The following is an excerpt from our eBook, “The Heap Guide to Retention.” You can download the entire eBook here.
Building a product-driven business takes energy. There’s marketing to generate interest, and a sales apparatus to bring deals home. On the product side, there’s the initial user experience to develop, and the value your product should demonstrate from the get go.
These activities are all important for getting customers in the door. But once people start using your product, it’s your retention strategy that keeps them there. Plenty of users are willing to try a product once or twice. But if your product or feature doesn’t provide ongoing value over time, or is too difficult to use, or if the pains your product addresses can be more easily solved by a competitor, those users won’t stick around.
In fact, from a product perspective, it’s not unreasonable to say that retention is the best measure of product-market fit. For the bulk of digital products—websites, mobile apps, business platforms, and many more— achieving product-market fit means producing a product that users willingly return to.
It’s for these reasons that Product Managers should be somewhat obsessed with retention: measuring it, understanding it, developing their product or features with an eye towards improving it.
Other growth metrics matter too, of course. Acquisition numbers tell you how well you’re able to sell your product to customers who haven’t used it yet. Activation numbers tell you how many people you can get into your product. Retention alone tells you if customers are finding ongoing value in your product.
The Business Case for Retention
Another way to think about retention is to measure business impact. Most of us know that it’s far more expensive to acquire a new customer than to retain a current one—anywhere from 5 to 25 times more expensive. From the business’ perspective, a poor retention strategy puts unnecessary pressure on your acquisition efforts—marketing and sales.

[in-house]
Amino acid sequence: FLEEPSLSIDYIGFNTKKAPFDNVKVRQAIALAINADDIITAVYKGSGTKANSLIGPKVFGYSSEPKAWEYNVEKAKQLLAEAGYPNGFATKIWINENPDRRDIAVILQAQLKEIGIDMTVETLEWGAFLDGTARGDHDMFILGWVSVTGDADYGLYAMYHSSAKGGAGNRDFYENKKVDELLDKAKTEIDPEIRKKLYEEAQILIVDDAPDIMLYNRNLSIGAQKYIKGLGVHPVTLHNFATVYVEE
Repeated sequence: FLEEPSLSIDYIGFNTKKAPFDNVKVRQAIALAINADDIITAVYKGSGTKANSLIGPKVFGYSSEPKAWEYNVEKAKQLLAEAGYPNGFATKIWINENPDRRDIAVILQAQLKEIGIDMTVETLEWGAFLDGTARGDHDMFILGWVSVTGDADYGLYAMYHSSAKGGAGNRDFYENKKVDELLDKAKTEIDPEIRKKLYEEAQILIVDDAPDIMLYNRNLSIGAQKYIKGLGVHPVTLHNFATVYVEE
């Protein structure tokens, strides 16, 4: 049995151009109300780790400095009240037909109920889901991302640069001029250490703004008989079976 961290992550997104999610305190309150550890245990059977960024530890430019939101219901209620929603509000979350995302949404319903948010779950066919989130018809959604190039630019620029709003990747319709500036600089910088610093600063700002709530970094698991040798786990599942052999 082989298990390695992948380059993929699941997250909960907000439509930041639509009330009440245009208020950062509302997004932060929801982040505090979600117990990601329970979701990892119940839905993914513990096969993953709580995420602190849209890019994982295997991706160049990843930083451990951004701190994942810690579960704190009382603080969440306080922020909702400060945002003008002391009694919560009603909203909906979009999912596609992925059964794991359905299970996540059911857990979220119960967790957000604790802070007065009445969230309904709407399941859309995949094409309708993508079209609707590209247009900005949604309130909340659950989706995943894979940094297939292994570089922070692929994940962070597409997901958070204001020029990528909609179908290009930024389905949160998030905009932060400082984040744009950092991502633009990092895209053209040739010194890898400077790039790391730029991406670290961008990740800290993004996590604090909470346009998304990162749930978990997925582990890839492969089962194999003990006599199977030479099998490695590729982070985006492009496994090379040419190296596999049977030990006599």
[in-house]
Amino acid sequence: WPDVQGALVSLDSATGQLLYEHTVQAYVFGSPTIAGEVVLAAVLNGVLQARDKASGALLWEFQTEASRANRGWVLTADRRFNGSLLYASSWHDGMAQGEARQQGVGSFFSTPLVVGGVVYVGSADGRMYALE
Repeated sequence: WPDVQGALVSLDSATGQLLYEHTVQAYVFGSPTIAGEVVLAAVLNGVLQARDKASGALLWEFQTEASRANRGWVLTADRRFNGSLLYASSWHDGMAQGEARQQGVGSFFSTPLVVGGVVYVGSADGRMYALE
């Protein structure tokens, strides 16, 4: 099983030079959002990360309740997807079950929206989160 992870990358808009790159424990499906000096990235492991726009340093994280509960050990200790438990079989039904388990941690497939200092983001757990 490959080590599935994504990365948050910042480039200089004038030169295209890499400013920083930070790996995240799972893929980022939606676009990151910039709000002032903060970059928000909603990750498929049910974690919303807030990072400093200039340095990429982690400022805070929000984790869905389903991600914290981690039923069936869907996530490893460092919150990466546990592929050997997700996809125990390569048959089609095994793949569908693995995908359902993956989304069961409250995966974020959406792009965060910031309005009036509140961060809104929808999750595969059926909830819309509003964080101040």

The diagram below gives a quick explanation. To the question, “would you be happy with a monthly retention rate of 95%?” most product companies tend to answer yes. (When we ask this question in presentations, the majority of the audience raises its hand.)
Yet the numbers at the bottom of the chart display the compounding effect of a 5% churn rate. Simply losing 5% of your users a month means a yearly churn rate of 43%.
This 43% doesn’t only mean a loss of income (via diminished subscription costs, ad sales, renewals, or whatever business model your company supports). It also holds back growth, since you need to grow by 43% per year to simply maintain a constant number of users.
You can see how increasing or decreasing retention by even a single percent has on your yearly revenue. Simply decreasing retention rates to 4% gives you an increase of seven customers a year. These seven customers translate to meaningful business value. As a product manager, you partner with marketing and sales to entice customers to your product. But you also have special insight into what makes them stay.
Down the funnel and back
One can also think about retention as the gift that keeps on giving. Much of what happens further along the customer journey depends on how well you’re retaining your customers. Renewals, expansions, referrals, recommendations: all only happen when your customers continue to find value in your product.